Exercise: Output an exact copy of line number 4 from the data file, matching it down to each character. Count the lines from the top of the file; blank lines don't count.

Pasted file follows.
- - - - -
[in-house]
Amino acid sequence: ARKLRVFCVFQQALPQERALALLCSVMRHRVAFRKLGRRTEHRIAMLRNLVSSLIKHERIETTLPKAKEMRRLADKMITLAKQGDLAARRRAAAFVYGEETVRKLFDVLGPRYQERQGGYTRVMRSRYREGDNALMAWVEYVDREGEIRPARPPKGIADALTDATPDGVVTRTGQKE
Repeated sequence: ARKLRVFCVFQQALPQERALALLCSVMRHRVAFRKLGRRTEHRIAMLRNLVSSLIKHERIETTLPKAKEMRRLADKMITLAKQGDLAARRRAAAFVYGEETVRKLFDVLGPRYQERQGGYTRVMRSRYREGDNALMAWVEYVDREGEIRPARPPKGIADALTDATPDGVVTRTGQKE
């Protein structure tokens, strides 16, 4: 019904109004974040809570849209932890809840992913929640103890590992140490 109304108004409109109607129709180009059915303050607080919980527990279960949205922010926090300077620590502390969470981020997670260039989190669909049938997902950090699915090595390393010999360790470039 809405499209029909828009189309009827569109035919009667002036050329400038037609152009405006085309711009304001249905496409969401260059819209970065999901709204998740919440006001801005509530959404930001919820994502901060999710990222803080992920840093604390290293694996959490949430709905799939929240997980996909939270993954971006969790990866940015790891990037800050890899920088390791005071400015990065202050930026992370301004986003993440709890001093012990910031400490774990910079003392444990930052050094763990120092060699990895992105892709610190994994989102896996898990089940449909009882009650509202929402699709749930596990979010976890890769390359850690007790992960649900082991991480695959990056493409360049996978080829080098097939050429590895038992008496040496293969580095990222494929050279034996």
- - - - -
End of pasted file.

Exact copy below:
């Protein structure tokens, strides 16, 4: 019904109004974040809570849209932890809840992913929640103890590992140490 109304108004409109109607129709180009059915303050607080919980527990279960949205922010926090300077620590502390969470981020997670260039989190669909049938997902950090699915090595390393010999360790470039 809405499209029909828009189309009827569109035919009667002036050329400038037609152009405006085309711009304001249905496409969401260059819209970065999901709204998740919440006001801005509530959404930001919820994502901060999710990222803080992920840093604390290293694996959490949430709905799939929240997980996909939270993954971006969790990866940015790891990037800050890899920088390791005071400015990065202050930026992370301004986003993440709890001093012990910031400490774990910079003392444990930052050094763990120092060699990895992105892709610190994994989102896996898990089940449909009882009650509202929402699709749930596990979010976890890769390359850690007790992960649900082991991480695959990056493409360049996978080829080098097939050429590895038992008496040496293969580095990222494929050279034996």